Khmer Killing Nightmare
I’ve seen a lot of amazing things so far on my 2-year trek. But the image that has stayed with me the most is my visit to Choeung Ek Memorial, known as Cambodia’s Killing Fields.
The image that sticks in my mind is the site of bones and bits of clothing poking through the mud. We had had heavy rains the night before and since more than half of the bodies – a full 9,000—have yet to be exhumed, the bones are starting to come up through the earth.
Can you imagine…walking on the dirt paths surrounding the memorial and stepping over large bones protruding from the ground. It was shocking. And disturbing. It still gives me nightmares.
Choeung Ek Memorial
My first morning in town, I hired a tuk tuk to take me to the infamous Killing Fields, located just outside of Cambodia’s capital of Phnom Penh. Once there, I hired a guide called Ouch to take me through the memorial. He was excellent and was able to answer my uninformed questions, like:
How could the Khmer Rouge kill all of the educated people in such a short time?
• Socially weaken: Once the Khmer Rouge took Phnom Penh, the army said that the capital would be bombed and everyone needed to evacuate. So they separated all family and friend support systems, but relocating everyone to far-off provinces.
• Physically weaken: The country’s professionals were made to work in the fields. The monetary system was abolished so no one could buy food and the food was rationed out to the peasants first.
• Emotionally weaken: The Khmer Rouge then separated the parents and the children and started inducting the children with their “Year Zero” ideology: that all culture and traditions within a society must be completely destroyed or discarded and a new revolutionary culture must replace it.
The memorial itself has 17 tiers. Each tier houses a different type of bone: skulls, leg bones, jaw bones, etc. It gave me shivers to look up at the tower of bleached bones.
The Killing Tree
Estimates of how many the Khmer Rouge killed during their 4-year reign from 1975-1979, varies from 1.7 million to 3 million. But with only a population of 7 million at the time, whatever the number — it was devastating to the population.
There are 388 Killing Fields sites throughout the country. In the Choeung Ek alone, there are 129 mass graves, with an estimated 20,000 people killed there. The largest grave had 450 bodies.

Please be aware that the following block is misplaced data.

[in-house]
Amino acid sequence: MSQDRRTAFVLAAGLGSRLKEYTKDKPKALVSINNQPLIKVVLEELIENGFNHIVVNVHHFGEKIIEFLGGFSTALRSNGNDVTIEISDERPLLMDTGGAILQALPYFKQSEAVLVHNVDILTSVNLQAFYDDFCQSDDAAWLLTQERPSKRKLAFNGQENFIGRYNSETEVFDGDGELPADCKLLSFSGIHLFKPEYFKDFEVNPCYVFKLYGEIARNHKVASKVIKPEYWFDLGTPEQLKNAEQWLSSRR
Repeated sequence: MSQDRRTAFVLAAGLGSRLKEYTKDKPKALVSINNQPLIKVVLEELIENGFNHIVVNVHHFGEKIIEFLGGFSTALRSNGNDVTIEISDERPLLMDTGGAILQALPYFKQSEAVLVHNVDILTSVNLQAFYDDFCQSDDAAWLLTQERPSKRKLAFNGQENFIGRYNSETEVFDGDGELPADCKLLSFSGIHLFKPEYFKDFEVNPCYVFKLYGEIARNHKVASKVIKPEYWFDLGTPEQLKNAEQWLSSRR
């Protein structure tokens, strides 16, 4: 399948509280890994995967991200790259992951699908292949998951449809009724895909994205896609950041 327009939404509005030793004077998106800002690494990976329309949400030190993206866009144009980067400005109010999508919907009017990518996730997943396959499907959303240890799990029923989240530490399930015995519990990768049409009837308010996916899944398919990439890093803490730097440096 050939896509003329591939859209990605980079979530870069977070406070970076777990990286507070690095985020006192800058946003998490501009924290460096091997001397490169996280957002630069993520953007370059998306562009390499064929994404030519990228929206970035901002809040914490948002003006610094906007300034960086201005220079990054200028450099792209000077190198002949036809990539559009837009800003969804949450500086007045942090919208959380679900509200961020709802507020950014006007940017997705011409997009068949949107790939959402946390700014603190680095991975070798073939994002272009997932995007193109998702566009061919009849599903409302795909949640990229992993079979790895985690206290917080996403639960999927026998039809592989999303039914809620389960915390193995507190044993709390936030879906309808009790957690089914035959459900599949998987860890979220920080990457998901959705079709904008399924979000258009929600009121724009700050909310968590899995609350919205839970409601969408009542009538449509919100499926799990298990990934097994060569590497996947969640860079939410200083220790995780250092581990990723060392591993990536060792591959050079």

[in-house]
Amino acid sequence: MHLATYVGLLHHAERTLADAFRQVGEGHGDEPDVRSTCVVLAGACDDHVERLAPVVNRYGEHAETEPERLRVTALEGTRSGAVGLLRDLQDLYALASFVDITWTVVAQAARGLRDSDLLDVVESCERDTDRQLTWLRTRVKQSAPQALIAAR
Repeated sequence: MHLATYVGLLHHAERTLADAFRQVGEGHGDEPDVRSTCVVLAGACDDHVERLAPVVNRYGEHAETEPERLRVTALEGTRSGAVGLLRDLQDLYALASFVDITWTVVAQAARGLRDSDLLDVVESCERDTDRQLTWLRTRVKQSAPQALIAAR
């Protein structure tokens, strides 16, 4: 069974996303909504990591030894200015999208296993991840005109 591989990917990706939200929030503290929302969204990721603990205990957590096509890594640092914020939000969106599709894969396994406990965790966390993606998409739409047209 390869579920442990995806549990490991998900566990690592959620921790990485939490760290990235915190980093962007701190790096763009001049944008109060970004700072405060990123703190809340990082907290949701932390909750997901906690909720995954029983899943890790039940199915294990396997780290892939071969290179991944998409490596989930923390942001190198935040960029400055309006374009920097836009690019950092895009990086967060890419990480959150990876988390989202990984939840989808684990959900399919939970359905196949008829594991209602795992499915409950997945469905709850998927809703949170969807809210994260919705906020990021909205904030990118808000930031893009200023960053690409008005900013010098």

And one of the graves had more than 100 women and children. Next that grave was a tall tree, nicknamed “The Killing Tree” since babies were killed by smashing their skulls against the trunk.
Many children were killed because the Khmer Rouge believed that “to cut the grass, you must remove the roots” – meaning, if there was a traitor, every member of the traitor’s family needed to be killed.
The Khmer Rouge used S-21, a former high school, as their chosen place of torture and interrogation (now official called the Toul Sleng Genocide Museum). The prison was known for its barbaric acts of torture; for instance, water boarding was routinely used.
In addition, the Khmer Rouge had a shortage of bullets, so most people were killed with improvised methods. What was most horrific is that they used everyday objects to inflict torture — an umbrella, a walking stick, farming tools. I’ll never look at those mundane objects again.
The prison was overseen by Kaing Guek Eav, aka “Duch,” who is the only person to be successfully tried by the UN for crimes against humanity and for the deaths of more than 15,000 Cambodians during the Khmer Rouge regime.
While touring the museum, I systematically went through every room to look at the photographed faces of the victims of torture, abuse and experimentation. The viewing was difficult to see. (By room #4 I was wondering how many more there were…answer: more than 20.) The photos of the guards who did the killing– so very very young – also made a heavy impression.
Why I Go
I feel it’s necessary to visit S-21 and the Killing Fields (and similar monuments in other countries) to truly understand Cambodia as a country, a culture and a people. It is a part of their past and to ignore or remain ignorant of these recent actions is to discredit the crimes that have been committed.
By looking at the victims’ faces, we can – at the very least — bear witness to the suffering endured by these innocent people.
For more information
- • Read David Chandler’s book “Voices of S-21.”
- • Write to the Toul Sleng Museum directly at: email@example.com
This entry was posted on Thursday, June 16th, 2011 and is filed under Asia Pacific.